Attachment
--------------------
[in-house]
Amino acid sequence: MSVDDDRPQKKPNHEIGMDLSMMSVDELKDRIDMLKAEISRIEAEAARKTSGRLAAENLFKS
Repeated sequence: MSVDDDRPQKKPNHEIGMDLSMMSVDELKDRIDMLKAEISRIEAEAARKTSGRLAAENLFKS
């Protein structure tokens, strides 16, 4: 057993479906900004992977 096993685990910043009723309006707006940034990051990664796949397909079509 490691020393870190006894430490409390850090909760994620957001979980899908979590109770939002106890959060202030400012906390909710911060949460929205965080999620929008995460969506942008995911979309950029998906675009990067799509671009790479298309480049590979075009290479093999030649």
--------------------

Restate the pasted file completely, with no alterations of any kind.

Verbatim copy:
[in-house]
Amino acid sequence: MSVDDDRPQKKPNHEIGMDLSMMSVDELKDRIDMLKAEISRIEAEAARKTSGRLAAENLFKS
Repeated sequence: MSVDDDRPQKKPNHEIGMDLSMMSVDELKDRIDMLKAEISRIEAEAARKTSGRLAAENLFKS
């Protein structure tokens, strides 16, 4: 057993479906900004992977 096993685990910043009723309006707006940034990051990664796949397909079509 490691020393870190006894430490409390850090909760994620957001979980899908979590109770939002106890959060202030400012906390909710911060949460929205965080999620929008995460969506942008995911979309950029998906675009990067799509671009790479298309480049590979075009290479093999030649």